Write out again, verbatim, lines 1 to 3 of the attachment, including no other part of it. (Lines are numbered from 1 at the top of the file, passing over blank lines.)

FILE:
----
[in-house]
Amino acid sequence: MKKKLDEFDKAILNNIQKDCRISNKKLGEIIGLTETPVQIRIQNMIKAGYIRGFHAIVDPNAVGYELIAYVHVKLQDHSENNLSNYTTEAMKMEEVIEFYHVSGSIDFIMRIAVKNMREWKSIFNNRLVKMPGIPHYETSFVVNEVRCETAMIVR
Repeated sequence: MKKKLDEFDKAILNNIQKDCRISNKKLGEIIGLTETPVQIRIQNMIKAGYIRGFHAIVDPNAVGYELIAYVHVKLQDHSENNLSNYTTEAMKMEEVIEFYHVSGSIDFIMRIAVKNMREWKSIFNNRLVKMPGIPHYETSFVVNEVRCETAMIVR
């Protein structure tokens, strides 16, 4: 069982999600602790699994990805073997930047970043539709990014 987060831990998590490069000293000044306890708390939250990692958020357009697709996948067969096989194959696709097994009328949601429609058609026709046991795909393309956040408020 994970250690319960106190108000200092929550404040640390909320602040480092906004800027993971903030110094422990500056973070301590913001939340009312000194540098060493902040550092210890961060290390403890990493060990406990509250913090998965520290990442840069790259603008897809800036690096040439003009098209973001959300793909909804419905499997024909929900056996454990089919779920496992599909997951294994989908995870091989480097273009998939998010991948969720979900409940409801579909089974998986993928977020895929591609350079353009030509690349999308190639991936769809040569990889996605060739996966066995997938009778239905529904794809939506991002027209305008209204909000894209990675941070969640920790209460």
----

[in-house]
Amino acid sequence: MKKKLDEFDKAILNNIQKDCRISNKKLGEIIGLTETPVQIRIQNMIKAGYIRGFHAIVDPNAVGYELIAYVHVKLQDHSENNLSNYTTEAMKMEEVIEFYHVSGSIDFIMRIAVKNMREWKSIFNNRLVKMPGIPHYETSFVVNEVRCETAMIVR
Repeated sequence: MKKKLDEFDKAILNNIQKDCRISNKKLGEIIGLTETPVQIRIQNMIKAGYIRGFHAIVDPNAVGYELIAYVHVKLQDHSENNLSNYTTEAMKMEEVIEFYHVSGSIDFIMRIAVKNMREWKSIFNNRLVKMPGIPHYETSFVVNEVRCETAMIVR